The Public Education Officer of the FRSC, Bisi Kazeem attributed road crashes to several factors including speeding, route violation, mechanical defect, drunk driving and dangerous driving
He said the corps is broadening the scope of sensitisation to change bad driving behaviours and has introduced result-oriented policies, particularly those that will eliminate speed-related crashes since it has been the major cause of crashes at the moment.
“The corps has continually put in place mechanisms that will prevent road crashes. Some of these preventive measures are; enhanced visibility, broadened, strengthened and sustained stakeholders’ engagement and collaboration, improved personnel capacity in road safety management, effective patrol operations, and of course widened public enlightenment campaigns,” he said adding that strategic interventionist approaches are always subjected to reviews to meet the dynamics and challenges of the moment.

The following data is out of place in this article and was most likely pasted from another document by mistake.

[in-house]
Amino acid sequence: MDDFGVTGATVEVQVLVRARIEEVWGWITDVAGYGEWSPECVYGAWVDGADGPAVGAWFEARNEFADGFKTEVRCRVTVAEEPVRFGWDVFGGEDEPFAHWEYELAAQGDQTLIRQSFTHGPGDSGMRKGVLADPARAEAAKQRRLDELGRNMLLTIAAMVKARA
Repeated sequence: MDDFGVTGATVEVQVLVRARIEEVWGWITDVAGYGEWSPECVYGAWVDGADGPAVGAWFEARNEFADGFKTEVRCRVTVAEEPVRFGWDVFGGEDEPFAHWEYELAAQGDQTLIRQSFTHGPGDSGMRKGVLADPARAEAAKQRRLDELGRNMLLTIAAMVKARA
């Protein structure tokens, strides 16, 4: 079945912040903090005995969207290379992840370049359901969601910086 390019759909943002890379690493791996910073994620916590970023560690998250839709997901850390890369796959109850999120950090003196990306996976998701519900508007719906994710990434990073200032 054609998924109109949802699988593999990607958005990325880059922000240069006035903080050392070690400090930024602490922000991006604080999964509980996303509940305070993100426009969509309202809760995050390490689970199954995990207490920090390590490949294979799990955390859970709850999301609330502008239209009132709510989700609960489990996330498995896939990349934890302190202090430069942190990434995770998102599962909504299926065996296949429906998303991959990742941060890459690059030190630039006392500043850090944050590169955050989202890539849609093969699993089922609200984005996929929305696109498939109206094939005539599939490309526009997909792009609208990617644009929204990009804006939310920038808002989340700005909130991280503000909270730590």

But some Nigerians that have lost loved ones to road crashes are demanding more from the government.
An Abuja resident who pleaded anonymity said his brother died in a road crash in Ondo State while travelling to Lagos. He said the event was traumatising as the whereabouts of his brother was unknown for over three days. He said the deceased had only rented an apartment in Lagos hoping to start a new life there, adding that several families would remember the roads for the lives they have taken from them due to several systemic failures of the government and transporters in ensuring safety on the roads.